I never had the pleasure of meeting the man, but if I had, I would’ve hugged him.

    I hope that with his passing, all of his masterpieces and sketchbooks are released in large coffee table books.

    With his passing, we have no giants left.

  5. A few years ago at SDCC, Moebius was signing copies of the HALO graphic novel. I was dead broke and couldn’t afford a copy, so instead I went over to the table and stood as close as I could without being in the way and watched him draw for a half an hour.

    He was so fluid and peaceful as he drew, it was truly effortless on his part. He’d put the pen on the paper, and it seemed the only work was simply holding the pen upright as it transcribed a drawing from some other place.

    Several times he would glance up to say hello, and he saw me there watching for so long, and he smiled peacefully at me, sort of like he was saying “it’s beautiful, isn’t it? I’m very lucky”.

    I felt the same way, and I’m sad he’s gone, but I hope there is somewhere else where he gets that feeling of peace and fluidity.

  6. Moebius’ passing, though tremendously sad, will rekindle the spirit of creative revolution that was the power behind Metal Hurlant and the progressive comic art movement that he inspired. The legacy of his genius and its true impact has just been reborn. Long live the memory and influence of his work.

  7. This weekend fucking sucks, first Peter Bergman, now Moebius. We’ve lost two of the great creative minds!

  8. People will be talking about Moebius 100 years from now, living in future cities built by civil engineers under his influence.

    Sleep the good sleep, and thank you so much.

    Thank you.

  9. In 1978 my grandfather brought home a book called Is Man Good? by Moebius, published by Heavy Metal. I was hooked from that point and bought anything and everything over the years that had the name Moebius attached to it.
    I was very fortunate to meet him at the SDCC in 1985 and he autographed several books and posters and was very patience and kind( even though it did not seem that he spoke much english ).
    I will never forget that meeting or the impact his art had on me. Amazing, just amazing!

  10. I’m not much of a comics fan because I had never heard of Moebius until today in my life. Yet, The reaction makes me realize I need to find the Incal Collection, the Halo Graphic Novel or his Nausicaa artwork soon before it gets all snatched up. His art has made an impact that most capes and spandex fans never ever realize. We focus so much on creators like Kirby and Simonson that we forget the creators that inspire this generation of artists.

  11. So sorry to hear of Moebius’ passing. I was fortunate to meet him once, and he impressed me as a man of talent and humanity.

    His work was breathtaking. Here’s hoping that it all becomes available to the English speaking market.

  12. Nobody will succeed him because nobody can come within a stone’s throw of his mastery. You could bathe in those images.

    It’s probably an unfair comparison, but I find it interesting the headlines and TV time devoted to middling crowd-pleaser Whitney Houston, and the vast public won’t have an inkling of the treasure that’s left us today. Parker, Hitchcock and Dali are perfect comparisons.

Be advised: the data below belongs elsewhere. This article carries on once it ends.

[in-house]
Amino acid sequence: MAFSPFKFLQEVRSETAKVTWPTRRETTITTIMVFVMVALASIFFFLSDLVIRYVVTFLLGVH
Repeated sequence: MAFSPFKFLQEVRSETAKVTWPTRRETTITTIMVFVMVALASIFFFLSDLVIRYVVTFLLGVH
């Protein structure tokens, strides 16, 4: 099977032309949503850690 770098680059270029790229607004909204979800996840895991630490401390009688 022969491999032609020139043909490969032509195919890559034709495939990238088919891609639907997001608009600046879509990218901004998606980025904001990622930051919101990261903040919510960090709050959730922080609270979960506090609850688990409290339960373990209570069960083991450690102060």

13. Interesting expression of respect in the Fellini letter:

    “…I have long dreamed of making a science fiction film……but I will never call on you because your vision is too complete…”

  14. I was so grief stricken waking up yesterday and finding out the news.
    I discovered Moebius on my own -thought i had found an undiscovered gem in a magazine that reprinted one of his stories as a kid…he became my hero based on that short comic alone. Of course it didn’t take long to figure out he was a giant in the field already even than, and realized he was the same guy who drew Blueberry, which i was familiar with.
    He was so generous -and kindly drew a jam drawing with me once.
    So sad.

  15. It’s interesting to see angry responses to the passing of someone as incredible as Moebius when we should simply be grateful that he was here to share his gift in the first place. He had an incredible life and leaves behind an amazing legacy. Instead of sorrow, I feel grateful for what he brought to this world.

  16. Regarding those “contract difficulties”, Humanoids official statement from a few months back:


    “Many people have asked us during these past years why Humanoids hasn’t released the incredible works that Moebius created alone (without Jodorowsky) during his tenure at Metal Hurlant, and that are widely considered not only his best, but some of the most interesting work ever done in the European comics scene.

    Well, the answer is simple: unlike the rest of the world, in order to be able to publish these works in English (and in Japanese), Humanoids needs to get a formal approval by Moebius, or to be more precise by Moebius’ second wife, Isabelle Giraud, who acts as his business representative. It seems that despite repeated demands during these past years, the English speaking territories are not a significant concern of theirs. It is an unfortunate and very frustrating situation for us just as it is for many, many English language readers worldwide. There is nothing more we can do on our end, BUT we encourage you to launch a petition addressed to Moebius directly in order to get his attention to this real issue. Maybe with your help, we can make the english speaking territories a concern to all those involved.”